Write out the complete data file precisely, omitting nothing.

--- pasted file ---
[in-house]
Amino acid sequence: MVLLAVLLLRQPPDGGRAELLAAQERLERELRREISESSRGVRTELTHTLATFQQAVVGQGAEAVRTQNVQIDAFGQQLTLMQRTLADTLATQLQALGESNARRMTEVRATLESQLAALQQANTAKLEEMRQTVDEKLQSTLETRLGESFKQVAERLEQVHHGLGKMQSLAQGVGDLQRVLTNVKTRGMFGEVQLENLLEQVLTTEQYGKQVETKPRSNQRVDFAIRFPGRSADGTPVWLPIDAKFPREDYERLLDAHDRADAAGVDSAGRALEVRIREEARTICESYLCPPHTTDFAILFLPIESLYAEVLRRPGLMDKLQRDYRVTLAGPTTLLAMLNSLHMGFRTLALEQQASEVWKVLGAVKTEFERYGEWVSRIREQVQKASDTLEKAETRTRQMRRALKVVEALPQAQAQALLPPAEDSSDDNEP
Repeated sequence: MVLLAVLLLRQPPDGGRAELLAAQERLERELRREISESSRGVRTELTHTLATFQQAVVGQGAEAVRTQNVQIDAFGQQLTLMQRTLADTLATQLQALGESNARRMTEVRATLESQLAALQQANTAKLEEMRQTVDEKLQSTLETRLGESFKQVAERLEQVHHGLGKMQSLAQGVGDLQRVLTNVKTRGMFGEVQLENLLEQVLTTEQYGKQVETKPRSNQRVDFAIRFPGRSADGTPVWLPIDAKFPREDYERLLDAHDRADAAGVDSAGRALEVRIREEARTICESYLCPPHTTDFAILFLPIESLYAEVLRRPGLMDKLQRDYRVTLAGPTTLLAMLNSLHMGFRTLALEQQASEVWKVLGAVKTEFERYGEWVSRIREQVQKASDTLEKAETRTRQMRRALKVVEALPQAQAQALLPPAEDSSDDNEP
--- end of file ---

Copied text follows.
[in-house]
Amino acid sequence: MVLLAVLLLRQPPDGGRAELLAAQERLERELRREISESSRGVRTELTHTLATFQQAVVGQGAEAVRTQNVQIDAFGQQLTLMQRTLADTLATQLQALGESNARRMTEVRATLESQLAALQQANTAKLEEMRQTVDEKLQSTLETRLGESFKQVAERLEQVHHGLGKMQSLAQGVGDLQRVLTNVKTRGMFGEVQLENLLEQVLTTEQYGKQVETKPRSNQRVDFAIRFPGRSADGTPVWLPIDAKFPREDYERLLDAHDRADAAGVDSAGRALEVRIREEARTICESYLCPPHTTDFAILFLPIESLYAEVLRRPGLMDKLQRDYRVTLAGPTTLLAMLNSLHMGFRTLALEQQASEVWKVLGAVKTEFERYGEWVSRIREQVQKASDTLEKAETRTRQMRRALKVVEALPQAQAQALLPPAEDSSDDNEP
Repeated sequence: MVLLAVLLLRQPPDGGRAELLAAQERLERELRREISESSRGVRTELTHTLATFQQAVVGQGAEAVRTQNVQIDAFGQQLTLMQRTLADTLATQLQALGESNARRMTEVRATLESQLAALQQANTAKLEEMRQTVDEKLQSTLETRLGESFKQVAERLEQVHHGLGKMQSLAQGVGDLQRVLTNVKTRGMFGEVQLENLLEQVLTTEQYGKQVETKPRSNQRVDFAIRFPGRSADGTPVWLPIDAKFPREDYERLLDAHDRADAAGVDSAGRALEVRIREEARTICESYLCPPHTTDFAILFLPIESLYAEVLRRPGLMDKLQRDYRVTLAGPTTLLAMLNSLHMGFRTLALEQQASEVWKVLGAVKTEFERYGEWVSRIREQVQKASDTLEKAETRTRQMRRALKVVEALPQAQAQALLPPAEDSSDDNEP